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Deep Water Whales, Part 2

September 23, 2015

Deep Water Whales, Part 2

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Ricardo Antunes Ricardo Antunes

Northern bottlenose whales live in cool and subarctic waters of the North Atlantic Ocean. These whales were extensively hunted for over one hundred years, and their current numbers are very likely much less than the pre-whaling population size. As other species of the beaked whale group, Northern bottlenose whales are found in submarine canyons that are often targets for the offshore oil and gas industry, as the porous, coarse-grained rocks they contain make ideal hydrocarbon reservoirs. This industry uses powerful sound sources during seismic surveys to assess the presence of oil and gas reserves. Intense sounds from these surveys have been associated with hearing damage for some marine species, as well as causing them to avoid areas of preferred habitat.

Beaked whales, in particular, appear to be extra sensitive to acoustic disturbance, but other species like pilot whales and sperm whales that also share the deep waters of the continental shelf edge and submarine canyons, can potentially be impacted by seismic surveys.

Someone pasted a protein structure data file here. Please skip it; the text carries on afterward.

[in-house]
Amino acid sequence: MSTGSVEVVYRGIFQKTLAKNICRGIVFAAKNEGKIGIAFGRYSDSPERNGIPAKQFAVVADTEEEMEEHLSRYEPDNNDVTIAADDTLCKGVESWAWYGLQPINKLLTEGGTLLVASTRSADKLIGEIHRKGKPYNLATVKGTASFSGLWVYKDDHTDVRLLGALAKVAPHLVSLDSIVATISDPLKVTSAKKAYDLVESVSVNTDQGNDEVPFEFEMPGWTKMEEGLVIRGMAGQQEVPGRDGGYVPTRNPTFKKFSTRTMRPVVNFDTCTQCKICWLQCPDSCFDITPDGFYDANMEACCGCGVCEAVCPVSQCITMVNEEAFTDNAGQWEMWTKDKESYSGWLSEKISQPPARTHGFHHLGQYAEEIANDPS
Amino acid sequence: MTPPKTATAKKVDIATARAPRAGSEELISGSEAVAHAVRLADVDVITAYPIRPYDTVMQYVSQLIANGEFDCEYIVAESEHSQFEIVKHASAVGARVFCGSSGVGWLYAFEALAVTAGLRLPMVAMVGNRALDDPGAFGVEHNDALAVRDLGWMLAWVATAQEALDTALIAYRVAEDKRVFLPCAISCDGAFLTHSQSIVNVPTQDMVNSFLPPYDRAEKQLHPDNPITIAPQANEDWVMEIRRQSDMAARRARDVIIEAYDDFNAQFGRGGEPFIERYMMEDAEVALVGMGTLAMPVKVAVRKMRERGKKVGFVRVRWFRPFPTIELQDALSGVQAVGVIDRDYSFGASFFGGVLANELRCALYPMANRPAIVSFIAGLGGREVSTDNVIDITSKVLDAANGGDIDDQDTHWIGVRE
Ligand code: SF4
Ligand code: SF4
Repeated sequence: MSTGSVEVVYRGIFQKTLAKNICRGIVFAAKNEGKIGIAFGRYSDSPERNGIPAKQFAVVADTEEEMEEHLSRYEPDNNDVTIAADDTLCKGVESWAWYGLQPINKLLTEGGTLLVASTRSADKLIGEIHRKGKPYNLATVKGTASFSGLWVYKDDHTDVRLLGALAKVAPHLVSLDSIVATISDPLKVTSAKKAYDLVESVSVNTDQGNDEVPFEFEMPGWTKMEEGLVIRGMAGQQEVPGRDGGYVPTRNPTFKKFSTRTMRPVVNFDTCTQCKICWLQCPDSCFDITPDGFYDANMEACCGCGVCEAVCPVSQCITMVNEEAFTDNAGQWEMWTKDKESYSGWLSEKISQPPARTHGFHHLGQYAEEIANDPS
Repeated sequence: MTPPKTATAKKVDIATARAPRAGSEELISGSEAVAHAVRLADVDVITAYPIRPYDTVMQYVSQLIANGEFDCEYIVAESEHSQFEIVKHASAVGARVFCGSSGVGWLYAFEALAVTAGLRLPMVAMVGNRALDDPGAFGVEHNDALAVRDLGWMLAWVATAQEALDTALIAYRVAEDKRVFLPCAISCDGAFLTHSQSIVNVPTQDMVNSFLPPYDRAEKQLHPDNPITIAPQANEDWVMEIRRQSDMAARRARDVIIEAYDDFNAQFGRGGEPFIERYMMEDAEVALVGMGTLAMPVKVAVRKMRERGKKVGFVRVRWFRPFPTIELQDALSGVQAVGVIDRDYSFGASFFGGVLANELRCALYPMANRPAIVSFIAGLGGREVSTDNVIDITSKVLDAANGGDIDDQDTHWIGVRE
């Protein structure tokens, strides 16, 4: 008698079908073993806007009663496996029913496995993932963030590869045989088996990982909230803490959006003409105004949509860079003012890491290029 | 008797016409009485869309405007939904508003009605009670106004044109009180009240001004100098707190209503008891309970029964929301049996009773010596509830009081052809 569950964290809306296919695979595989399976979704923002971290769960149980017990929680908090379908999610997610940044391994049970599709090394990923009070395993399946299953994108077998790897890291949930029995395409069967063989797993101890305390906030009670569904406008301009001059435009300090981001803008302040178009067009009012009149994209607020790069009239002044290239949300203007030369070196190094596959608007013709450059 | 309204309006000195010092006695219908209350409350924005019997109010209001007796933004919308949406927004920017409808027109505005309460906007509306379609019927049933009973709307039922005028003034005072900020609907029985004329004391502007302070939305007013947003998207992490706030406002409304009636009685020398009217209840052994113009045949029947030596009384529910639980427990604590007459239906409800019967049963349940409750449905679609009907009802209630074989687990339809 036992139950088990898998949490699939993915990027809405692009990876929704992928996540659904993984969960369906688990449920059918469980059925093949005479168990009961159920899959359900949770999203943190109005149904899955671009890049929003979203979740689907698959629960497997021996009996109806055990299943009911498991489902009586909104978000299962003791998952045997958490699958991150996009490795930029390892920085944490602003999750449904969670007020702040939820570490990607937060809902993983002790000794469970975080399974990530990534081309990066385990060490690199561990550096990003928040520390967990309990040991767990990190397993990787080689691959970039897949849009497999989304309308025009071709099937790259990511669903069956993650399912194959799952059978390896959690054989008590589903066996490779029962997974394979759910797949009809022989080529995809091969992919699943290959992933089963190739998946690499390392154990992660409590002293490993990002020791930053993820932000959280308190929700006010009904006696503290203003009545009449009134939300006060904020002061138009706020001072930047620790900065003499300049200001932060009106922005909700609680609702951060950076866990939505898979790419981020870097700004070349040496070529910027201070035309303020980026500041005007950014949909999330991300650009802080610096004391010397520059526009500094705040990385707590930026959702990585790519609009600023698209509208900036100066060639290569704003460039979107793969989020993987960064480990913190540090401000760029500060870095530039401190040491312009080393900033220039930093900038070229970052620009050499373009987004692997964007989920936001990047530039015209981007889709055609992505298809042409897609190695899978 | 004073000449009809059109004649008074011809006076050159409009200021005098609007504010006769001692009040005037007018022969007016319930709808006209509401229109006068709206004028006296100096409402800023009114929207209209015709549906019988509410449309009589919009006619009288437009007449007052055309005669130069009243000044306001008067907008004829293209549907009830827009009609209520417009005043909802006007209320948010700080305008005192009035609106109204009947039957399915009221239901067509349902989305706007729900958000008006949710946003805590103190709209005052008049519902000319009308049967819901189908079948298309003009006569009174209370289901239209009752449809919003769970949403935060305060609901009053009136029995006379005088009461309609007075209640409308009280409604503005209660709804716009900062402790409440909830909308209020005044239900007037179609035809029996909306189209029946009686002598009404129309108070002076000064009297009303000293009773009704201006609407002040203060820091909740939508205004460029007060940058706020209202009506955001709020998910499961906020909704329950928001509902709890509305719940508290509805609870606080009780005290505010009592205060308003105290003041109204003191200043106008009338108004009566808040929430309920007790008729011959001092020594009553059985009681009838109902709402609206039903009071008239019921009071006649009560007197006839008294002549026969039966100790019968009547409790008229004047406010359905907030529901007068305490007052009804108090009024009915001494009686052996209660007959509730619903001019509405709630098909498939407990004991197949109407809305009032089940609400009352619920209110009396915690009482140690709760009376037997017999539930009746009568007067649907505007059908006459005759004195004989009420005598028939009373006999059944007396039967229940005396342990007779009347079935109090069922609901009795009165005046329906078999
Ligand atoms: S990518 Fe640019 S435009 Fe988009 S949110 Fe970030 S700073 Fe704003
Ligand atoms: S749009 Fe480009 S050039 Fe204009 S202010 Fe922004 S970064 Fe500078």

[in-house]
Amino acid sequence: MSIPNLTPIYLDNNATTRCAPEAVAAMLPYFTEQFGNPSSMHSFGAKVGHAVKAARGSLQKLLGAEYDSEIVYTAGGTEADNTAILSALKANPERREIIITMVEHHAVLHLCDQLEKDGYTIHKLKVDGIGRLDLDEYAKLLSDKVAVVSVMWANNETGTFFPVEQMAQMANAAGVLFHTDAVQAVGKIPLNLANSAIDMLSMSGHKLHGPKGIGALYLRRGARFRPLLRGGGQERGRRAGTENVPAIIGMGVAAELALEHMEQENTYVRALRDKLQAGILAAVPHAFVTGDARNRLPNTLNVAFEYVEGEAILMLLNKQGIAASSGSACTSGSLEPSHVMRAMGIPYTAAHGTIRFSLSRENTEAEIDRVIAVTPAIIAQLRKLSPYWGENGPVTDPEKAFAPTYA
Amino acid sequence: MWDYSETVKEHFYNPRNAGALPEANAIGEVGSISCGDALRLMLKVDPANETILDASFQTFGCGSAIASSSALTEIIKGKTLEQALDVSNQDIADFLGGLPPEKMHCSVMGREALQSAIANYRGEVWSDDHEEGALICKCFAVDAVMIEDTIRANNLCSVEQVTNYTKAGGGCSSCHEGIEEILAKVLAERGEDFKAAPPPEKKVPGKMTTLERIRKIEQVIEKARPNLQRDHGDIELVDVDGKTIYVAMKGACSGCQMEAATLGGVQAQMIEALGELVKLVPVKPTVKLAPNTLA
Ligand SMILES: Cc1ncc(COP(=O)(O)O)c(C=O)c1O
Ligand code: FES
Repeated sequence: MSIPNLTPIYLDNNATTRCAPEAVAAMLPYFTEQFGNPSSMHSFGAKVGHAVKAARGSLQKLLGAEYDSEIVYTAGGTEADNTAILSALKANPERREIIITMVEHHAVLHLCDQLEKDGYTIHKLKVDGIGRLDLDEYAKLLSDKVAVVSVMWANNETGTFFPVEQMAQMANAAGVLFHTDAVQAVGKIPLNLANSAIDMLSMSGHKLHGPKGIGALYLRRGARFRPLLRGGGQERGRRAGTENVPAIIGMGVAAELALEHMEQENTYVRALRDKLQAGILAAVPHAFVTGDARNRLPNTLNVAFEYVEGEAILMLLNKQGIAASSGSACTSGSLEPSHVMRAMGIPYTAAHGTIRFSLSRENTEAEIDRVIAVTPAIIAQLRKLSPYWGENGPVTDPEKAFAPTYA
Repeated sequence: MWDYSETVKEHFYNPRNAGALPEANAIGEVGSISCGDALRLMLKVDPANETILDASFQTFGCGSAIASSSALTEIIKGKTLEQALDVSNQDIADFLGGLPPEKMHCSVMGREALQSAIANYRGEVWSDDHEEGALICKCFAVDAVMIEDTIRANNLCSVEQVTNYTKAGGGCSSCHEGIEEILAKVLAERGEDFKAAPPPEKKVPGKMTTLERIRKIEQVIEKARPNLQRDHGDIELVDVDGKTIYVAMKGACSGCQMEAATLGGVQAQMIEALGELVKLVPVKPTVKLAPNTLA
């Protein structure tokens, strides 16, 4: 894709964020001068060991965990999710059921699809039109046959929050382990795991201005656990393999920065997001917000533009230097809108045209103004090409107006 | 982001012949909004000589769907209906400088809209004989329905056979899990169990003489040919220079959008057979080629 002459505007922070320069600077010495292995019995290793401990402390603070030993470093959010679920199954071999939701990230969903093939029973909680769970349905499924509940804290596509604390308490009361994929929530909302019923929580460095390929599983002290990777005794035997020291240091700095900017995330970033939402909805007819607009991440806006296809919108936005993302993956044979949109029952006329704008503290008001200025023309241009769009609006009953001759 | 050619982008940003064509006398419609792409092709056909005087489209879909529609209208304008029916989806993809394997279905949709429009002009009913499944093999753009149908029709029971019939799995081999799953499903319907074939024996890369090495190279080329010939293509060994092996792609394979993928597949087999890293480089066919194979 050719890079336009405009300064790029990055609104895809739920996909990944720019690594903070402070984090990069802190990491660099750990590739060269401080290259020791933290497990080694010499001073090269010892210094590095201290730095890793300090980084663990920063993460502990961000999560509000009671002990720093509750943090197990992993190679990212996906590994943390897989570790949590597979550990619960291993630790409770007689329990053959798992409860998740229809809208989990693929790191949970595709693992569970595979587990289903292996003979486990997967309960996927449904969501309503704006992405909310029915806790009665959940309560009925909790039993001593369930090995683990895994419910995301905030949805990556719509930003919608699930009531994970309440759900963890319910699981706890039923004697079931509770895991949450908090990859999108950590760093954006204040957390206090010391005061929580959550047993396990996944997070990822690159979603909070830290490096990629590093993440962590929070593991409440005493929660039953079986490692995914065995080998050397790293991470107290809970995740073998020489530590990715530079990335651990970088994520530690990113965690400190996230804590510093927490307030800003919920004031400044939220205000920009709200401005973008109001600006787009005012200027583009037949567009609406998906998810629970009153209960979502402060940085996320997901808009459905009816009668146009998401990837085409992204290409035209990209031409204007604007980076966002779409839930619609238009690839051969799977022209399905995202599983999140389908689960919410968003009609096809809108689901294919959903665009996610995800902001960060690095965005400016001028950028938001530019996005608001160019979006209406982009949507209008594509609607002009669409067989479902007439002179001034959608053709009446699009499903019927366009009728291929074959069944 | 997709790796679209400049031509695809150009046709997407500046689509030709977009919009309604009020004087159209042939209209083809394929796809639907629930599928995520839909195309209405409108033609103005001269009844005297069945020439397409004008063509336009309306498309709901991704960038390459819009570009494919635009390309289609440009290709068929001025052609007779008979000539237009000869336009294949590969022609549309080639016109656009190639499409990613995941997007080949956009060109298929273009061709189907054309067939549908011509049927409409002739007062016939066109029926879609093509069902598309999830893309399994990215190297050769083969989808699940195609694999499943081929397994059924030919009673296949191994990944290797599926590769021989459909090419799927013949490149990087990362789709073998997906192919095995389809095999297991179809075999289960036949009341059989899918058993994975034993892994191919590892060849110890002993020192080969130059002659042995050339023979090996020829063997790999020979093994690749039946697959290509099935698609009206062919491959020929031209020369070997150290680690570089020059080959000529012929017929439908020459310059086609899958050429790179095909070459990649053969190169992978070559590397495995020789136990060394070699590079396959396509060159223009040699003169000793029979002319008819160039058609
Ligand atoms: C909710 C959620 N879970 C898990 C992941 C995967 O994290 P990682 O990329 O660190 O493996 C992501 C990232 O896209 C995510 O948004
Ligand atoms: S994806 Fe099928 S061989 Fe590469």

One of the locations where this species can be found, is the Gully of Nova Scotia, Canada, where Dr. Hal Whitehead from Dalhousie University and his students have been studying these whales for decades. Years ago, I participated in one of the Gully research cruises and skippered the sailing yacht, Balaena, that Whitehead uses as a research platform. We spent several weeks sailing in the Gully photographing whales to identify individuals, and using a towed hydrophone to detect the sounds they made during foraging dives to over 3,000 feet. Occasionally, the whales would approach and circle our boat. I couldn’t stop thinking about who was watching who. It was during one of these close encounters that I snapped this image.

Luckily, for the whales in the Gully, this area has been designated a marine protected area. While it is a good example of measures that can protect deep water ecosystems, the majority of the world’s submarine canyons, and the marine life that call it home, still remain unprotected and in need of additional conservation efforts.

See Deep Water Whales, Part 1.

Nikon D200


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